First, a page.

Congress Approves Legislation to Ease PPP Loans to Small Businesses

The Paycheck Protection Program (PPP) helps small business owners and other individuals adversely affected by the COVID-19 pandemic. In particular, the loans provided through the program are forgivable as long as borrowers retain their employees on payroll for a defined number of weeks.

Congress has approved legislation that triples the number of weeks business owners have to use the loans, from eight weeks to 24 weeks, while retaining full loan protection. The Paycheck Protection Program Flexibility Act, approved by the U.S. Senate on June 3, 2020 after near-unanimous approval by the House, also changes the ration of funds that must be spent on payroll from 75/25 to 60/40. This change allows business owners to have greater discretion in using funding on overhead expenditures.

These changes come after some small business owners reported difficulty in accessing the loans and the need for greater flexibility in how the loans can be used. There were also publicized accounts of a number of large, publicly traded companies receiving the funds meant for small businesses.

Other highlights of the Paycheck Protection Program Flexibility Act include:

  • Business owners with PPP loans will now be able to delay payroll taxes, which was not allowed under the original language.
  • Two new exceptions were added to rules for full loan forgiveness. First, if employers are not able to find qualified employees for open positions, they are still entitled to loan forgiveness, if they meet other loan requirements. Second, if a business is not able to fully restore its operations because of COVID-19 operating provisions, they can still receive loan forgiveness. Borrowers will still be able to qualify when employees turn down their good faith offers to be rehired at the same pay rate and number of hours.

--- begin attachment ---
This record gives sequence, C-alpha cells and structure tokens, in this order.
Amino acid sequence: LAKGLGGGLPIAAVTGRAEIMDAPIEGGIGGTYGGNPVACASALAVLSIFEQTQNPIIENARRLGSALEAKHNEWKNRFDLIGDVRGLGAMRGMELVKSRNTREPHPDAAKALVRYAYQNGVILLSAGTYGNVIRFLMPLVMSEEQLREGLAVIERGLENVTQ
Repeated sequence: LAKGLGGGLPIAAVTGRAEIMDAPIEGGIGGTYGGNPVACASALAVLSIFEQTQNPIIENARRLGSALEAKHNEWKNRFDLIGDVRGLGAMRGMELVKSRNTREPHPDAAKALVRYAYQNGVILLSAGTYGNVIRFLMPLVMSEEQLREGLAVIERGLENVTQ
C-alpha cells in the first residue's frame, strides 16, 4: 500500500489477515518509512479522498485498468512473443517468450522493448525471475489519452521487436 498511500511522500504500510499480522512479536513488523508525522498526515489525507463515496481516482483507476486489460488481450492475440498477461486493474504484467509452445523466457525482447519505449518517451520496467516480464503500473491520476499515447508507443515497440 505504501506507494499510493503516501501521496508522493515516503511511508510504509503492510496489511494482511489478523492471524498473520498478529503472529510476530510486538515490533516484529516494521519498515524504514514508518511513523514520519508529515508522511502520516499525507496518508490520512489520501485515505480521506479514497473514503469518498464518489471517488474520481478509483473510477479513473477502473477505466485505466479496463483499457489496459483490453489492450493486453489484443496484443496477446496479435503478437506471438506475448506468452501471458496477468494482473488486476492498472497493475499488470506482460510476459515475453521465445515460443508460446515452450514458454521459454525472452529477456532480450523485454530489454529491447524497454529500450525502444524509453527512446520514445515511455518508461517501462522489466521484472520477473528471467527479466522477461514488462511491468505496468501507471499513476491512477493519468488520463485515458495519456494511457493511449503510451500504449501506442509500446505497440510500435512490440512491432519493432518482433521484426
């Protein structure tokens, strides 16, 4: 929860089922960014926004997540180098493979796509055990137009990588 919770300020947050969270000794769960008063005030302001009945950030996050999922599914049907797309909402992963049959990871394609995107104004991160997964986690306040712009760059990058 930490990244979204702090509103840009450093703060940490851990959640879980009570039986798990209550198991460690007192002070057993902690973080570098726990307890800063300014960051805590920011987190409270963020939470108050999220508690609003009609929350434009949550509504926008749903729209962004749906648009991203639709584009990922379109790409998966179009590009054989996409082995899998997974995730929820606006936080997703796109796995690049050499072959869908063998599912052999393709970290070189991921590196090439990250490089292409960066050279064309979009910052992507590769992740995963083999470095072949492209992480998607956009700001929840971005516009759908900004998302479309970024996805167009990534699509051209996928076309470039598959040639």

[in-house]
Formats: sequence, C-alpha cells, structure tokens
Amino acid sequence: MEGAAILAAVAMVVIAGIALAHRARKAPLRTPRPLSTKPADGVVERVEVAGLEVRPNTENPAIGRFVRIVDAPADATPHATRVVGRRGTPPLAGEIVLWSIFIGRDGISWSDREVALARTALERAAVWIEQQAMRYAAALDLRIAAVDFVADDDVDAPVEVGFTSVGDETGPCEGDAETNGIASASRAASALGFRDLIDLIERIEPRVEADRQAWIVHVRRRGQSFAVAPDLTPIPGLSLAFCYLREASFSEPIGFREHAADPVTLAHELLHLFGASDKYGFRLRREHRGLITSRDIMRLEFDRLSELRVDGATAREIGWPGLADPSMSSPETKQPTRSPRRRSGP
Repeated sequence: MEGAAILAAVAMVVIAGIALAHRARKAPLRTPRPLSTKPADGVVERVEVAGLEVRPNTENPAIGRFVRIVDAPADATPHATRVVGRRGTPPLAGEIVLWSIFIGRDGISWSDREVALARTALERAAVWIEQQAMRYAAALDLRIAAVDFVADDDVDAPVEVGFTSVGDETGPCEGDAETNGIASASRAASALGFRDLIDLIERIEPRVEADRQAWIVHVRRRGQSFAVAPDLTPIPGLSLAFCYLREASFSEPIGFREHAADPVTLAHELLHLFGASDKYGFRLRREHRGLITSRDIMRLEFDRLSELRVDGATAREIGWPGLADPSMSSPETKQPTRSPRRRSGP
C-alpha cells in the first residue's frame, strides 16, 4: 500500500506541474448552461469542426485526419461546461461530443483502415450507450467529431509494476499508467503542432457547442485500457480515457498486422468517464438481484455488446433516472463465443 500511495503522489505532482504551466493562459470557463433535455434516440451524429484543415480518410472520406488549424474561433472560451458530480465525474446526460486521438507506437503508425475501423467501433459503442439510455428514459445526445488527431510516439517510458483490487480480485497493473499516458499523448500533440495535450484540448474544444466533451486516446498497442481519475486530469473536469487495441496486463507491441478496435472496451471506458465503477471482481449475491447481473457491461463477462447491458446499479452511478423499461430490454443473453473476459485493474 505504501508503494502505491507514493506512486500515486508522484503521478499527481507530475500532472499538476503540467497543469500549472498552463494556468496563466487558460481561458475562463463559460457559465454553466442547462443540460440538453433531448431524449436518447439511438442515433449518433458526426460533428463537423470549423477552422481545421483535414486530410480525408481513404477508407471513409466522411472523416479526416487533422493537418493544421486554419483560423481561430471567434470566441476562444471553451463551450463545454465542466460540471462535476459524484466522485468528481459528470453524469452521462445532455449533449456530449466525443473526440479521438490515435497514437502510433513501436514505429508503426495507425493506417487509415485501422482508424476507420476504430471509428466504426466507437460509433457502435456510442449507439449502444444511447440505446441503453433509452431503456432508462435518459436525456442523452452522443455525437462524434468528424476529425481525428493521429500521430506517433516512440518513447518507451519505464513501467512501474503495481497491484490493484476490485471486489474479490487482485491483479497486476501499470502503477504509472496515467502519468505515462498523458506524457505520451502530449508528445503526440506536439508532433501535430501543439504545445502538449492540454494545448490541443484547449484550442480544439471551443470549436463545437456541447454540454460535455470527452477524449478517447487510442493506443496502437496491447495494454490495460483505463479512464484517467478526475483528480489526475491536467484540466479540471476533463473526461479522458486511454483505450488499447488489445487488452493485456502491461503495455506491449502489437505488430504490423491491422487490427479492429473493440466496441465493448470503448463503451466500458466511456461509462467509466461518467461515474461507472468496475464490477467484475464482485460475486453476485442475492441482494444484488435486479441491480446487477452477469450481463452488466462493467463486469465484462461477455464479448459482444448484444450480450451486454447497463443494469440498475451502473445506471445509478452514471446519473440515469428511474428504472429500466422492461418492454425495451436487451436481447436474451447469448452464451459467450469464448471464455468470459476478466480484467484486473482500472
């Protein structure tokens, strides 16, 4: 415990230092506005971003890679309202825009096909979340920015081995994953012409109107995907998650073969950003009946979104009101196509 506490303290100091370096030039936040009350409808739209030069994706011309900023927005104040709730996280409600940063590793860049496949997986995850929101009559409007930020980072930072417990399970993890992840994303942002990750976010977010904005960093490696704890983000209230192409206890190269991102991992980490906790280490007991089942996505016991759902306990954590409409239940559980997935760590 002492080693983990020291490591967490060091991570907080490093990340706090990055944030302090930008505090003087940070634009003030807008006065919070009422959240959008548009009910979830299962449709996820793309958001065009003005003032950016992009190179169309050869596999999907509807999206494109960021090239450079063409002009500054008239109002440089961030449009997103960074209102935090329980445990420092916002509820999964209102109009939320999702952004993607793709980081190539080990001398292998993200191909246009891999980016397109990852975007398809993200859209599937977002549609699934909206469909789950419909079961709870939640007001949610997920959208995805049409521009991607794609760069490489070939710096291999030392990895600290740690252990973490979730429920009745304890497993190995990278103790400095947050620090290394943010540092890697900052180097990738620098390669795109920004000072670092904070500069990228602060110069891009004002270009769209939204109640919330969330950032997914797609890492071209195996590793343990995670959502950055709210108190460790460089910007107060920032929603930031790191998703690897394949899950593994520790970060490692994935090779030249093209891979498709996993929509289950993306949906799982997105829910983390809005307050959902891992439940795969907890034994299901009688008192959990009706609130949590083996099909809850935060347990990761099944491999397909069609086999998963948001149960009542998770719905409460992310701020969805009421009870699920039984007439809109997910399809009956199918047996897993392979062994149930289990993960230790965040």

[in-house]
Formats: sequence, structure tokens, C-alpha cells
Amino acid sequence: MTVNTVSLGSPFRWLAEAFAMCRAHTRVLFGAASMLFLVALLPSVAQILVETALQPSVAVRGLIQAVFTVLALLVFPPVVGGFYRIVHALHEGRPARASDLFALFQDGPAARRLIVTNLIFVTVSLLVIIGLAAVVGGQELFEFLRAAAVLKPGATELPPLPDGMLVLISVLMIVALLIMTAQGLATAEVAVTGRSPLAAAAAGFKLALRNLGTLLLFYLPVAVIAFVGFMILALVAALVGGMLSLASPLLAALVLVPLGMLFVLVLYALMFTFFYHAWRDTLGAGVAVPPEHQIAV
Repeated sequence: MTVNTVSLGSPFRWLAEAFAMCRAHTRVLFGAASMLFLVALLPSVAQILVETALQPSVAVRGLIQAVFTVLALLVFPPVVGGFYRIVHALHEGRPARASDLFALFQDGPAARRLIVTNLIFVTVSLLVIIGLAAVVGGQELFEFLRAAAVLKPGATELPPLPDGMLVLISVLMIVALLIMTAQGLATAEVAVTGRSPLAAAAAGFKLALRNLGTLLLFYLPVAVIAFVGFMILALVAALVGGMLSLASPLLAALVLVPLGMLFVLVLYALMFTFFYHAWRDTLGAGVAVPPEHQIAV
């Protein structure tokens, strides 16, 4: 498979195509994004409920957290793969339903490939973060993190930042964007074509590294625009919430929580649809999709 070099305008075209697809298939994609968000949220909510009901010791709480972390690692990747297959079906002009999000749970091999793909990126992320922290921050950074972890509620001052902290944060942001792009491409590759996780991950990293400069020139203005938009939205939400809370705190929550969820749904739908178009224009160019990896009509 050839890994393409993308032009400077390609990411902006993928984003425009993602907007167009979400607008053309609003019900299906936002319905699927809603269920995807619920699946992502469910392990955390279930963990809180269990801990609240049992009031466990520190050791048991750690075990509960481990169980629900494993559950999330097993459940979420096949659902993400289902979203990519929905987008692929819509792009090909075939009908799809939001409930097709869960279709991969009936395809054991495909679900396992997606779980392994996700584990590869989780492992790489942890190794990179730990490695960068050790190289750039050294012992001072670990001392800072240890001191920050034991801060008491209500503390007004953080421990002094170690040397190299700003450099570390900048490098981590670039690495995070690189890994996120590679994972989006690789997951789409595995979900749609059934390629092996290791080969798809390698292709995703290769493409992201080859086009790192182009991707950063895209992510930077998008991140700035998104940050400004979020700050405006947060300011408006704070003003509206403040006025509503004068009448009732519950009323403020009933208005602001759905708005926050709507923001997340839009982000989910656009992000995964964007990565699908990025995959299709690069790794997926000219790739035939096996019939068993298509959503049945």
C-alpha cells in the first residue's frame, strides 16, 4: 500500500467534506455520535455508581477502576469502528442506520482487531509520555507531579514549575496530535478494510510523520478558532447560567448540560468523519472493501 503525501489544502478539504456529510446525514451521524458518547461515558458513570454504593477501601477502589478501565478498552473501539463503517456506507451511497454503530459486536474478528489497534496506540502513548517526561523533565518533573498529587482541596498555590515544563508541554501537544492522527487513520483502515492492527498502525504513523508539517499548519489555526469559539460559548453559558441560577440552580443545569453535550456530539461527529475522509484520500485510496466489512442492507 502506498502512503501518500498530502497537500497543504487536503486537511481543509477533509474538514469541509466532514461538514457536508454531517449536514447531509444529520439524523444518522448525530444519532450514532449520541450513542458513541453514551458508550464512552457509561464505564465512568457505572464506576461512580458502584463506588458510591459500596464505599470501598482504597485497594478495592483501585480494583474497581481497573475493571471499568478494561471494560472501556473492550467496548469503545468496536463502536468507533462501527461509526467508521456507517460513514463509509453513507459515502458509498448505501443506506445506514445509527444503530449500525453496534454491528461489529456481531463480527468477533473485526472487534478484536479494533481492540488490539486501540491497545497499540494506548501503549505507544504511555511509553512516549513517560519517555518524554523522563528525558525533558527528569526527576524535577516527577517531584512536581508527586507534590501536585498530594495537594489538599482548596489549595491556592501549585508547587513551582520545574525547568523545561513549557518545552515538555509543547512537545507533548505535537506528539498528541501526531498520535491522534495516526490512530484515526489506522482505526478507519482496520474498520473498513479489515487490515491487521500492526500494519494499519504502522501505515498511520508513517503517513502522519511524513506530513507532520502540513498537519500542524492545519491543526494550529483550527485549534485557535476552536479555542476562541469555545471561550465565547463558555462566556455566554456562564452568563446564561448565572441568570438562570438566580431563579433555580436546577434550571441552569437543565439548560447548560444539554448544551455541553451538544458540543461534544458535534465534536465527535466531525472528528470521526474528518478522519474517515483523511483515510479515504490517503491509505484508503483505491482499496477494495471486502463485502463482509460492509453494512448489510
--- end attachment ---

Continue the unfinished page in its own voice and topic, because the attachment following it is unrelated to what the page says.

• In addition to the 24 weeks business owners have to restore their workforce and wage levels to pre-pandemic levels, they now have six more weeks to do so. The new deadline is December 21, 2020 rather than the original deadline of June 30, 2020.
  • Previously, borrowers had two years to repay the loan. Now, new borrowers will have five years to repay the loan if the lender agrees. The interest rate remains at 1%.

The PPP, which was originally funded at $349 billion in April, was replenished with another $310 billion when funds were depleted in less than two weeks. The Small Business Administration (SBA) reported that as of June 3, 2020, 4.5 million borrowers had received approvals for loans totaling $510.6 billion.

The Small Business Administration and Department of Treasury are expected to provide guidance on the new rules.

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